In my summer 2010 travel article I explained why you should make Barcelona, Spain, one of the first destinations of any visit to Europe. Now I want to share with you what you should plan to see in this cosmopolitan city.
Of course travel is more than just seeing “things.” As you know from many of my prior articles (I have now written 51 of them, not counting my travel blog), Mary Ann and I often have some unplanned travel luck experiences. Whether it is seeing the president of Ecuador, escaping a stampede of animals in Mexico, or seeing sheep-shearing competitions in New Zealand, we often seem to have some of these “over the top” events.
In Barcelona it was arriving, unbeknownst to us, during the biggest festival of the year. It is called the Festes de la Merce, a weeklong very riotous festival honoring the patron saint of Barcelona. For us this festival resulted in thinking no one worked and everyone spent all their time on the paseo (the stroll), as there were literally thousands of people on the streets. We enjoyed this fun time seeing street parades, such as the parade of the giants, many of the squares filled with human pyramids, and the Plaza blasting out live music and dancing. Our last two days there were after the end of the festival, so we did get a perspective of what normal Barcelona life was like.
Now on to sharing our favorite “things”:
La Rambla. The strolling boulevard is one of a kind. You experience music buskers, local artists, flower and bird stalls, book stalls, human painted statues, and open-air restaurants. And at each cross street you can enter the Barri Gotic (Gothic Quarter) on the narrow alleys and streets into the original city of Barcelona. At the end of the street you are at the Port Olympic and Rambla de Mar. The waterfront has been completely modernized and has shopping malls, hotels, restaurants, trams to Montjuic (the Olympic site), trade centers, and a great pedestrian bridge to the boat harbor.
Mercat de la Boqueria. This has to be one of the best food and flower markets in all of Europe. It is about midway down La Rambla and off to one side. It is a huge covered collection of hundreds of fruit, meat, and poultry stands, and every other kind of stand to satisfy your fresh-food shopping. It is very photo friendly as well.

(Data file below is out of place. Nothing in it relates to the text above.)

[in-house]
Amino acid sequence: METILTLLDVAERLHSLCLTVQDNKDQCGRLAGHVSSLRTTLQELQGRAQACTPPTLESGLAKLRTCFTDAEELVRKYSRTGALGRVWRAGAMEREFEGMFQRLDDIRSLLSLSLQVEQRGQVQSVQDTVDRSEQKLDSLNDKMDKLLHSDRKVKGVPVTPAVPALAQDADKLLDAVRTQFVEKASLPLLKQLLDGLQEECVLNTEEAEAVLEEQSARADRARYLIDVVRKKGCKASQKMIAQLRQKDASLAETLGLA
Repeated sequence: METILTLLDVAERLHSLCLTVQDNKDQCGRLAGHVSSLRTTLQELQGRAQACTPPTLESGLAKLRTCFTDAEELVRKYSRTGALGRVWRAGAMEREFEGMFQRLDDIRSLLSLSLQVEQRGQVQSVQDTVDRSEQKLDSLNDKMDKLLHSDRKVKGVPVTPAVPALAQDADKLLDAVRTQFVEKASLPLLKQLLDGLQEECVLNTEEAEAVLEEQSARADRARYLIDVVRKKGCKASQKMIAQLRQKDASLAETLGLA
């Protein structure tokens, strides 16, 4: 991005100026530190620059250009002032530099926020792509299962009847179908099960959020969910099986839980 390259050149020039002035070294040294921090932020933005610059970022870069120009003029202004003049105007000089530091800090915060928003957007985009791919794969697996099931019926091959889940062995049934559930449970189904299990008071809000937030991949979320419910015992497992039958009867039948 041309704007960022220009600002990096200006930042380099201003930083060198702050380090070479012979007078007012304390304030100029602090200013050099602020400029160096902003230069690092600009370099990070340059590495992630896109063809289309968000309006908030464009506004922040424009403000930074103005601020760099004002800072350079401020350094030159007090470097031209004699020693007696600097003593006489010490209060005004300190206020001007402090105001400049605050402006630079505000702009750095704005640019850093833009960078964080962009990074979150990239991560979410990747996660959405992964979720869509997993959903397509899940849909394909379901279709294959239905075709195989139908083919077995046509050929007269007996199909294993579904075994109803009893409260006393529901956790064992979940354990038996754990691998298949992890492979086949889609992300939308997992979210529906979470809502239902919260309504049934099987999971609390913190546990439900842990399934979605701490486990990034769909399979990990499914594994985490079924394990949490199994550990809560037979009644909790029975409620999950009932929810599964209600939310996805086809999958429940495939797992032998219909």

Antoni Gaudi. You can hardly go anywhere in Barcelona without experiencing the influence of Gaudi, a modernist late-19th-century architect who designed some really crazy stuff. You can see his buildings on the Passeig de Gracia (the shopping boulevard) along La Rambla, and at the Park Guell (don’t miss this). Even apart from the specific Gaudi buildings and designs, he influenced much of the Barcelona architecture. A building not to be missed is the icon of Barcelona, the Sagrada Familia Church. It is the number-one tourist stop. Only partially finished at the time of Gaudi’s death in 1926, it is not expected to be complete until 2030. Good luck!
Barri Gotic and la Riberia. These two neighborhoods are the historic central district of the city. You can spend days wandering the narrow lanes, which are mostly vehicle free other than an occasional motor-bike trying to skewer you. These areas contain not only some interesting tourist sites, but also many quaint craft shops. The world’s greatest shopper spent many hours here while I leaned against walls in the lanes enjoying the people watching. In these neighborhoods you also will find the exceptional Picasso Museum, which concentrates on his early works, and the huge Barcelona Cathedral, which currently is getting a needed cleaning and is covered with scaffolding.
Parc de la Ciutadella. This was an amazing first find for us: a former fortress (ciutadella) converted into a huge public park near La Riberia and not far from the waterfront. This is where the zoo and the Catalan Parliament are located. I am sure there is no connection there! It is a pleasant, quiet park with some outstanding fountains and lakes. A good retreat from the busy city.
Montjuic. This is one of several mountains overlooking the sprawling city. It is the location of several major tourist venues that will require more exploration by us when we return again. Located on the mountain are the Olympic stadium and other Olympic venues, the Catalunya National Art Museum, the Joan Miro Museum, the Spanish village, and much, much more. You always need to leave some things unexplored, giving a great reason for a return visit.
Thomas C. Warren (email@example.com) is a retired judge from Chelan County District Court in Wenatchee, Washington, and is active in the ABA Senior Lawyers Division and Judicial Division.